Teachers not trained to spot child abuse, reporting optional

Safeguarding Children

Teachers and childcare staff aren’t taught how to spot child abuse. If they suspect – or even know – a child is being abused, it’s up to them to decide if they’ll pass on their fears to agencies.

Both these things have to change, say child advocacy campaigners.

They want teachers and daycare staff to get compulsory training so they can spot abuse. They also want the Children’s Act to sharpen up, so it’s “feared” like health and safety laws.

Their calls for change follow the murders of five-year-olds Malachi Subecz and Ferro-James Sio. In both cases, staff at their preschools knew they were being abused.

Safeguarding Children chief, Willow Duffy (pictured), says mandatory reporting “can seem like an effective solution”, but it’s not that simple.

Oranga Tamariki needs an effective and well resourced system around mandatory reporting first. If not, the child protection agency could become overwhelmed. Children would still be at risk or in an even more vulnerable situation.

Duffy says the Children’s Act 2014 is “a weak, forgotten piece of legislation that could seriously contribute to the prevention, recognition and response to child abuse and neglect”.

She wants it fully reviewed to ensure it includes mandatory child protection training for anyone – including volunteers – providing services for children and young people.

Safeguarding Children is one organisation that provides such training.

Over the past 12 years and 35,000 trainees later, Duffy says they hear the same concerns raised ahead of the training:

Fear of getting it wrong, fear of making it worse for the child, concerns over losing their relationship with the child and family, fear of breaking the law, getting into trouble at work and fears for their own safety.

“When we survey people after the training the top response is that “nothing would stop me,” she said.

“Crucial to preventing and intervening early in child abuse is mandatory training.

“The sad fact is that, due to the partnership between Safeguarding Children and Sport New Zealand, there are lifeguards on the beaches of New Zealand who have had more child protection training than teachers, doctors, nurses and social workers in our country.”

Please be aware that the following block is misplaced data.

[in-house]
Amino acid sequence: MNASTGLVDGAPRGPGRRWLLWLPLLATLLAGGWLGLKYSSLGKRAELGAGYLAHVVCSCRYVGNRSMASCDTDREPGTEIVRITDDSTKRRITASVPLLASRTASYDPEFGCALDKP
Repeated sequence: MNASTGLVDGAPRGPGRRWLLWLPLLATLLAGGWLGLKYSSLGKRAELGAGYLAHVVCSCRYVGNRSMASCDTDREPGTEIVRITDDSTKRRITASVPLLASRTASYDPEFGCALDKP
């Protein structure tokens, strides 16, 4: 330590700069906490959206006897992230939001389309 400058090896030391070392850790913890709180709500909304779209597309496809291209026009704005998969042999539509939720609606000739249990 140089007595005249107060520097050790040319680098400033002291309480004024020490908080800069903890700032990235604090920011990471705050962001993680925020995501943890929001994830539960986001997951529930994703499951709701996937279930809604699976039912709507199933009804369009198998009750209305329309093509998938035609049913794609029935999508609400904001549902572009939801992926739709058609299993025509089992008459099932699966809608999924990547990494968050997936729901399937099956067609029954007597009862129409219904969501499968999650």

Regular refresher courses in spotting and reporting child abuse should also be mandatory, Duffy says. Just like First Aid courses.

Up to date training should be part of the registration process of any professional working with children and “definitely part of any government licensing or funding process.” she says.

“Currently this is not the case, this is a failure of The Children’s Act once again, which has become a “tick box” compliance mechanism to achieve funding. A “tick box” approach will never protect anyone.”

So far the Government has chosen not to comment, similarly the Office of the Children’s Commissioner, Kōhanga Reo National Trust, New Zealand Principals Federation, Youth Law and The New Zealand Post Primary Teachers’ Association.

While supportive of mandating training and reporting, the New Zealand Education Institute warns that mandating reporting could create some perverse consequences with children’s parents and families “that would need careful consideration.”


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News category: New Zealand.

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